Blogging and Tweeting Climate Change in South Africa

Blogging and Tweeting Climate Change in South Africa

Climate change has been one of the major environmental issues faced by people around the globe. As climate change continues to get worse, weather events are becoming more dangerous as well. The impacts of climate change are evident in shifting weather conditions, rising sea levels, intense drought, heat waves, storms, and flash floods among others. These have severely affected food production, the habitation of animals, and the day-to-day activities of people, including their livelihoods. To combat these impacts, researchers and scholars have used the media, specifically the mainstream print newspaper and social media, to raise awareness on climate change. 

In line with the above information, journalists’ Twitter newsfeeds and blogs on the Mail & Guardian newspaper’s Thought Leader site were analyzed to determine which has the better potential between print and online media to reach the audience, especially when publishing information regarding the public debate on climate change. The study also analyzed the role of online and print media in covering climate change issues in different countries, including America and New Zealand.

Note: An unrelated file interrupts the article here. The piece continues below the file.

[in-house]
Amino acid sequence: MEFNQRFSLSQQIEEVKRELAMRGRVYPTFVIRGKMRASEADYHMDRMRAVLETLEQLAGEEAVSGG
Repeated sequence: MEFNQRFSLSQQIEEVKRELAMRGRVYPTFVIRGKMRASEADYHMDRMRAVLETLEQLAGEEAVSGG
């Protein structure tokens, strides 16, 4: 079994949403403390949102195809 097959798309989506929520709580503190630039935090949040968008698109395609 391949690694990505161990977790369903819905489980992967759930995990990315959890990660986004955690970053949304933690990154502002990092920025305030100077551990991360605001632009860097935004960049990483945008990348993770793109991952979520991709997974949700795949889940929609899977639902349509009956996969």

The study revealed that social media and online journalism coverage of climate change are almost the same. Meanwhile, print and social media usually cover climate change as an environmental, economic, or political story. Others, on the other hand, relate the said issue to more comprehensive development topics, government policies, and impacts on local communities. English is the primary language used when publishing climate change-related stories in South Africa. Hence, it is recommended that such stories must be translated into languages for them to reach wider audiences. Further details about the study can be found here.


Bosch, T. (2012). Blogging and tweeting climate change in South Africa. Ecquid Novi: African Journalism Studies, 33:1, 44-53. DOI: 10.1080/02560054.2011.636825.

Photo: (c) FAO

Article contributed by Claudine Batimana, ComDev Asia intern

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